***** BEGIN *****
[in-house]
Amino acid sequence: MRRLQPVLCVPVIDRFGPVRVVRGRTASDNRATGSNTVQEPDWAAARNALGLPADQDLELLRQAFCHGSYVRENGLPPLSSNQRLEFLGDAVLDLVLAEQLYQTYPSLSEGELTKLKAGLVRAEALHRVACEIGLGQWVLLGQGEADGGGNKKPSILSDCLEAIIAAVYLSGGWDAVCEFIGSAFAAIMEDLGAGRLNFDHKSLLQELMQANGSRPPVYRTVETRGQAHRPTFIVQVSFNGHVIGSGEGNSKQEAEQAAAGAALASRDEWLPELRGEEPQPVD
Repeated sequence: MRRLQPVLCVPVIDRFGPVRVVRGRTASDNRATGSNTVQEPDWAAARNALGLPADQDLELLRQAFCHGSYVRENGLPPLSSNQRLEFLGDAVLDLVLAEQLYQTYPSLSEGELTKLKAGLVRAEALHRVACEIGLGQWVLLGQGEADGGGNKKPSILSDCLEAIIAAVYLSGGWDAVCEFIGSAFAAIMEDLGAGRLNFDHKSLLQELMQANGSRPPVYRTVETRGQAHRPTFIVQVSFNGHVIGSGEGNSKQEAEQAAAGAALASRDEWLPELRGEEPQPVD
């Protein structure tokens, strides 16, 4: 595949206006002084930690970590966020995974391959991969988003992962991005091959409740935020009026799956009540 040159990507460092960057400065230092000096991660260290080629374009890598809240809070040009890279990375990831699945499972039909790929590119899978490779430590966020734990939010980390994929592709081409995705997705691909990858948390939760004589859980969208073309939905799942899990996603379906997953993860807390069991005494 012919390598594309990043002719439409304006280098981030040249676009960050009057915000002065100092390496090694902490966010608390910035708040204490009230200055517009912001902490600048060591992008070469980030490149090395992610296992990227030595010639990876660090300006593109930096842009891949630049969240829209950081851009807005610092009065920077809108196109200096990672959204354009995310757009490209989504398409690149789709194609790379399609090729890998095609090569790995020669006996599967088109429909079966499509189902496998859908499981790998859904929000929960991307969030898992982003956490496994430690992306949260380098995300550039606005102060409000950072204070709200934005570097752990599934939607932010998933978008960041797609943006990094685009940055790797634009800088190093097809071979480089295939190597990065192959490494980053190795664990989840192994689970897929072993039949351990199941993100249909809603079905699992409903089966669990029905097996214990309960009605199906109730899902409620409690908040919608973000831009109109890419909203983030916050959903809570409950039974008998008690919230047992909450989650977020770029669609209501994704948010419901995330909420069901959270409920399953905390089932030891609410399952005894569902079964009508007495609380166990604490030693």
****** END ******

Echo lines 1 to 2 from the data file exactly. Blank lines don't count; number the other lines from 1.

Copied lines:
[in-house]
Amino acid sequence: MRRLQPVLCVPVIDRFGPVRVVRGRTASDNRATGSNTVQEPDWAAARNALGLPADQDLELLRQAFCHGSYVRENGLPPLSSNQRLEFLGDAVLDLVLAEQLYQTYPSLSEGELTKLKAGLVRAEALHRVACEIGLGQWVLLGQGEADGGGNKKPSILSDCLEAIIAAVYLSGGWDAVCEFIGSAFAAIMEDLGAGRLNFDHKSLLQELMQANGSRPPVYRTVETRGQAHRPTFIVQVSFNGHVIGSGEGNSKQEAEQAAAGAALASRDEWLPELRGEEPQPVD